Managing marketing: putting the puzzle together
Marketing has experienced a surge in both corporate influence and budgets. Gartner predicted that chief marketing officers (CMOs) will spend more on IT than chief information officers (CIOs) within just a few years. That marks a change, because marketing departments historically have not used information technology to the extent that other departments have. Compare the well-established disciplines of enterprise content management (ECM), business process management (BPM) and enterprise resource planning (ERP) and the lag is clear.
Marketing automation is one example of a technology that is seeing increasing use. It handles tasks that range from automation of e-mail marketing to segmenting customers so that an appropriate message can be sent, and analyzing the ROI of campaigns. Frost & Sullivan predicts that the market will grow from about half a billion dollars to nearly $2 billion over the next six years. Market leaders include Marketo, Eloqua (purchased by Oracle in 2014) and HubSpot, which account for half the market, with the remainder taken up by dozens of companies.
The functional areas of different products are also fragmented. For example, lead management, which facilitates the transition from marketing to sales, is part of some marketing automation products but also is resident in some customer relationship management (CRM) systems.
Increasingly, products are covering additional functional areas but not in a consistent pattern. Integration of data from disparate sources is an ongoing issue. Add-On, which produces marketing automation software, advocates integration of marketing and sales information (prospects and buyers) so that each department has visibility into the actions and information of the other.
Marketing plan overview and predictions
Epsilon is a digital marketing company that serves top companies in the insurance, retailing, financial, healthcare and other major industry sectors. It uses information about consumers to tailor marketing messages across numerous channels, including e-mail, social and point of sale.
A leader in direct marketing, Epsilon maintains information on millions of consumers and businesses. The company wanted a way to track and coordinate its own marketing activities, which focus on CMOs of Fortune 500 companies. In addition, it did not have an effective way to predict the impact of its marketing plans on its revenue. Epsilon evaluated several alternatives before selecting Gameplan from Bulldog Solutions.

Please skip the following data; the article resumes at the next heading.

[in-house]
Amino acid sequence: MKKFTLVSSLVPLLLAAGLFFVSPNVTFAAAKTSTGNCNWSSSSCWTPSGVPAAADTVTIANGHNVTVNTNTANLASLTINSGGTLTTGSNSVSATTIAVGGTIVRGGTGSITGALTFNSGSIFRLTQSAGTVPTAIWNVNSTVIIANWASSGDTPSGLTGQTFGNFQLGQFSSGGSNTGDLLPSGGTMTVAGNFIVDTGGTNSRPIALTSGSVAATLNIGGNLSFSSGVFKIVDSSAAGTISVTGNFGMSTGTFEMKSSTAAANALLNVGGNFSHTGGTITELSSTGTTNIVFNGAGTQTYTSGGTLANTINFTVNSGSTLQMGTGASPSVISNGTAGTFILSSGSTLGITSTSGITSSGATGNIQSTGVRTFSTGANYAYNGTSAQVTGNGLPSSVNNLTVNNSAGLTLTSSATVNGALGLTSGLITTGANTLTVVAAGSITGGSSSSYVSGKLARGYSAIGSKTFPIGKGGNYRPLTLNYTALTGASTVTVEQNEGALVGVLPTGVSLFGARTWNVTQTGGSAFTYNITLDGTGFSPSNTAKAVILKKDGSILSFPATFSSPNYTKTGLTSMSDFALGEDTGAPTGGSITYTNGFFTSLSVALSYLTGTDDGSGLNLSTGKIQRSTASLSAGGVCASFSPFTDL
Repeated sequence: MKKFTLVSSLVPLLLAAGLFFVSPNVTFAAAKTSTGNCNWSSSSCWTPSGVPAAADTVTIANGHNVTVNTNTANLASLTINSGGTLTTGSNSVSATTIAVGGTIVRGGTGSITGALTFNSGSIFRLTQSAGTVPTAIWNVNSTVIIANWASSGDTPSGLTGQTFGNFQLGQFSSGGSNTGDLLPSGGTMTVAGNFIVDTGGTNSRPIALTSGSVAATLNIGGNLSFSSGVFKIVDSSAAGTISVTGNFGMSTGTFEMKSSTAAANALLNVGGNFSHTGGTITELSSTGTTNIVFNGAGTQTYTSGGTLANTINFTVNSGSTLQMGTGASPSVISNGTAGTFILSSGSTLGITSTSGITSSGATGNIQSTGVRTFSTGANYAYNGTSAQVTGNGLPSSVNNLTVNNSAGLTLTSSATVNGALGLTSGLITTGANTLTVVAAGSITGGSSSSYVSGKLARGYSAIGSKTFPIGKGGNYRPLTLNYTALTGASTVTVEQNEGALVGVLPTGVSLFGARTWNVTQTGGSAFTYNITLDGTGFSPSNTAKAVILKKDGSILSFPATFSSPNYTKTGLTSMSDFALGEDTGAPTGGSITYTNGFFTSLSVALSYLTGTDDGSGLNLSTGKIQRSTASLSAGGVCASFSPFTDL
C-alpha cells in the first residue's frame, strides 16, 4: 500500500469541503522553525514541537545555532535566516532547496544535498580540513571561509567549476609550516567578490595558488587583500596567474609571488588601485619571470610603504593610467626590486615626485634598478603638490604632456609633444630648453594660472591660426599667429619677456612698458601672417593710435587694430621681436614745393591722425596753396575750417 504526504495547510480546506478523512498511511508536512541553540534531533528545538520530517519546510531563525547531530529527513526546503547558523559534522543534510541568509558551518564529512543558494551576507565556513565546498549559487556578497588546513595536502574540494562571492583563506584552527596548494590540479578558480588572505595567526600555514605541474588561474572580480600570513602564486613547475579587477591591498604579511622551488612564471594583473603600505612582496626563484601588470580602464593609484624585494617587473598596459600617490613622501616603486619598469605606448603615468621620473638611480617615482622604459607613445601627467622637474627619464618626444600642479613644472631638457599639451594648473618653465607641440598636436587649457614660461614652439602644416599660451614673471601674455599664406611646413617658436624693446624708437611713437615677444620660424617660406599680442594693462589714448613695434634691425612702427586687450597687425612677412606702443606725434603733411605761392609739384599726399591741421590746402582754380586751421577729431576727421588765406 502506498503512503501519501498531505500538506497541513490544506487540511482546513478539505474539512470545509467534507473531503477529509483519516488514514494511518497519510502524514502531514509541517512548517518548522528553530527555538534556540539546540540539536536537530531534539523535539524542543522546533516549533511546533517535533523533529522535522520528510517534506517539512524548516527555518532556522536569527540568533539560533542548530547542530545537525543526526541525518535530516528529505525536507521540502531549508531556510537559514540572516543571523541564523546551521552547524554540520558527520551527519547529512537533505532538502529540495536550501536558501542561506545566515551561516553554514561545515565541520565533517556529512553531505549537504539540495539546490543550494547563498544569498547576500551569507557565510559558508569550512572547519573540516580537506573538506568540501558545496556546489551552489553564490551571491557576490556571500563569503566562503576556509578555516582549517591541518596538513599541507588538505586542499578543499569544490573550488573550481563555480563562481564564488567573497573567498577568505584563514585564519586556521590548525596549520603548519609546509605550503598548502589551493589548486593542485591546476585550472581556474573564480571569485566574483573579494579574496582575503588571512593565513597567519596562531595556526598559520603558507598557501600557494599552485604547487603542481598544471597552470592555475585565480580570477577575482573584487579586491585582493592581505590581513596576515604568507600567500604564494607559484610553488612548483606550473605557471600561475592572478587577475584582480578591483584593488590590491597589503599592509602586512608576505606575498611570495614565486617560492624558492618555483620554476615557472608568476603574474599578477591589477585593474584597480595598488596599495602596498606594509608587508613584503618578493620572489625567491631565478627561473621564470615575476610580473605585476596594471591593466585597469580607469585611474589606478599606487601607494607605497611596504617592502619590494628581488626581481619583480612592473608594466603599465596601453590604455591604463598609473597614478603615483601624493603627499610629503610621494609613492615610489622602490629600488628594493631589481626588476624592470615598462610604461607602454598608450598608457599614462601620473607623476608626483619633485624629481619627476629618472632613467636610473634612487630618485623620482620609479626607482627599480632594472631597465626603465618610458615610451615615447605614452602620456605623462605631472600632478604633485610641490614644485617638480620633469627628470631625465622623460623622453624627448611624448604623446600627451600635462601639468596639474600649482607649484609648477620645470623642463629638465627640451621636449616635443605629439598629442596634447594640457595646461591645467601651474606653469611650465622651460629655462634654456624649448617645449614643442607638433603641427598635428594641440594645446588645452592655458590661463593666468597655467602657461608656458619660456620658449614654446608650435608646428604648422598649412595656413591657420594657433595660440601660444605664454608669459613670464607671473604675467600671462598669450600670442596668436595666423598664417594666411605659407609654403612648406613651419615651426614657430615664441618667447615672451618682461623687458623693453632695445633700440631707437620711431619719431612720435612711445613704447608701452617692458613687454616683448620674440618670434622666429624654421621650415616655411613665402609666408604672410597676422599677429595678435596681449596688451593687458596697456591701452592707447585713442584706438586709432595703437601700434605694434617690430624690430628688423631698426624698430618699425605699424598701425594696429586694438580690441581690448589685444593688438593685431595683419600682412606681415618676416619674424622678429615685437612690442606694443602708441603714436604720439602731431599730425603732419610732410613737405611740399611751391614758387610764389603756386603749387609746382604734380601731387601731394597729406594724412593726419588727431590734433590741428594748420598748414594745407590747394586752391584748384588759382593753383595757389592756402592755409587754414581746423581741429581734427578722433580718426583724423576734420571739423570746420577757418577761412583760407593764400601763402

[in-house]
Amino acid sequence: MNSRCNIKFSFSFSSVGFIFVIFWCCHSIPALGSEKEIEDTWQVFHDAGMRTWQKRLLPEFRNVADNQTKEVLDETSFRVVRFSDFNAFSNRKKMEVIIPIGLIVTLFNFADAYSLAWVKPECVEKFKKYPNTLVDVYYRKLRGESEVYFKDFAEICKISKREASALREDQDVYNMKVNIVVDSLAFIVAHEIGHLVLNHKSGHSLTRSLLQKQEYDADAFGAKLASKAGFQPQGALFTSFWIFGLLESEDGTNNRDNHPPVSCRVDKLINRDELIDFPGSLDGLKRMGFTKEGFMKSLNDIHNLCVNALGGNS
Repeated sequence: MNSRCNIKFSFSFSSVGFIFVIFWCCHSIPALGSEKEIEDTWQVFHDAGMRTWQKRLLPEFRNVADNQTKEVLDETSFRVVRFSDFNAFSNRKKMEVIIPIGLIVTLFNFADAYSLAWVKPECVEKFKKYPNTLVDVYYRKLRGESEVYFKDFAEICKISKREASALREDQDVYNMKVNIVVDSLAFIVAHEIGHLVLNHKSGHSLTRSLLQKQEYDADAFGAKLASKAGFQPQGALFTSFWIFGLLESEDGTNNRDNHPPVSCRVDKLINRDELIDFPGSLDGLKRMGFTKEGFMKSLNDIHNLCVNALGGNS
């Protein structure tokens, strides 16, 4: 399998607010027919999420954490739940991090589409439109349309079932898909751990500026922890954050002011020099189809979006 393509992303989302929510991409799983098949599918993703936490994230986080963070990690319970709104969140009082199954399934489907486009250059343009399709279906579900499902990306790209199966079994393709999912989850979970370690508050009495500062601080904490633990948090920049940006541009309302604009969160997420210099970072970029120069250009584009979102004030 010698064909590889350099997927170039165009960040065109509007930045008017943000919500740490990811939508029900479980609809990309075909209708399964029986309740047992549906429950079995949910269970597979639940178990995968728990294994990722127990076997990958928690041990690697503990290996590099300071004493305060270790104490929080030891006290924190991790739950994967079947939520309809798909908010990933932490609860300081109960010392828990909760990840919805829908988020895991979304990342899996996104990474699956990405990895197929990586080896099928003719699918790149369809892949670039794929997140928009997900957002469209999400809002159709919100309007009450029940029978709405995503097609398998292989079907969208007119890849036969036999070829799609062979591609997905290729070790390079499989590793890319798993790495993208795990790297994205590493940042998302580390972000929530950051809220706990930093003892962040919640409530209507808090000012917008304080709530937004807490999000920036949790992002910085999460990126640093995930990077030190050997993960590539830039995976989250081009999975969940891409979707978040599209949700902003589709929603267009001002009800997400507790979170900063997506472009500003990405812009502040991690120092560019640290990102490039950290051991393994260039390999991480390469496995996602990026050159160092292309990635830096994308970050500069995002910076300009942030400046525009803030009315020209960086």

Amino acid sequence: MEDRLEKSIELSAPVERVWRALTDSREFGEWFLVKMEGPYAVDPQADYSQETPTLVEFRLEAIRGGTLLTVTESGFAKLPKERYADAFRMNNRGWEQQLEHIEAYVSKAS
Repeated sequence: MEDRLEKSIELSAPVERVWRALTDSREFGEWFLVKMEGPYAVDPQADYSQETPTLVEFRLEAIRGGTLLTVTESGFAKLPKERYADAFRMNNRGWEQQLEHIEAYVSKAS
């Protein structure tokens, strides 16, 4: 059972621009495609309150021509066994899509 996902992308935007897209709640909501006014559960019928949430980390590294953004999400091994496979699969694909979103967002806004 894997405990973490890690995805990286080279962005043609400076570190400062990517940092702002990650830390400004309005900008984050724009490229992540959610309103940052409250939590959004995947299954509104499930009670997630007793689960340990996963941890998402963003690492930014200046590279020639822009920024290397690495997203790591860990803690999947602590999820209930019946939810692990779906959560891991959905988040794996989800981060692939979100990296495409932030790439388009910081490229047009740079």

Bulldog provides a SaaS-based marketing solution that helps companies track their B2B marketing plans. “We interviewed many CMOs and asked them where their overall marketing plan was,” says Darin Hicks, CEO of Bulldog. “Surprisingly, most of them did not know.” Instead, marketing plans were fragmented, contained in spreadsheets that did not communicate with each other. “Once in a while, the information would get pulled together in a PowerPoint presentation,” adds Hicks, “but it would not be kept up to date.”
Moreover, companies did not know what was working and how to attribute success. “In the planning process, we have a predictive model that ties business plans to goals,” explains Hicks. “This includes the average deal size, velocities, issues such as whether marketing can have an impact on a specific outcome in the current year and so on.”
Bulldog offers four products in its marketing cloud. Gameplan, the flagship product, focuses on B2B planning and performance measurement. It includes budgeting, a centralized calendar, custom demand modeling and dynamic reporting of actual expenditures versus planned budget.
Bulldog’s Benchmark software provides a qualitative assessment of marketing maturity and makes recommendations for organizational improvement. “With five general categories and 75 attributes, Benchmark can get very granular,” Hicks explains. The company’s Engage software is used for delivering campaigns that improve conversion through dynamic user-generated content that varies depending on the user’s characteristics and actions.
The fourth product, Measure, provides real-time campaign performance and waterfall pipeline data via a dashboard. It integrates marketing automation information with Salesforce.com. “Salesforce.com stores information by opportunity, and marketing automation software stores it by touchpoint,” Hicks says. “Measure is a marketing intelligence dashboard that helps close the loop to provide a full picture.” The data model supplies the connection, relating the facts that a contact came from the same company in which a deal was closed, and that this event occurred within a timeframe during which the deal had been influenced.
Relating marketing to sales outcomes
The products are integrated with marketing automation solutions and Salesforce.com to compare the plan to actual outcomes. “Our software can determine which campaign brought a company into the funnel,” says Hicks. “Each company can look at the model in a different way, whether that is first touch, last touch or spread evenly among them.”
The result for Epsilon is the ability to relate marketing campaigns with sales outcomes. In addition, Epsilon is now able to see all of its marketing initiatives in one application. The central calendar enables the company to better synchronize its activities and avoid conflicting or duplicative marketing efforts.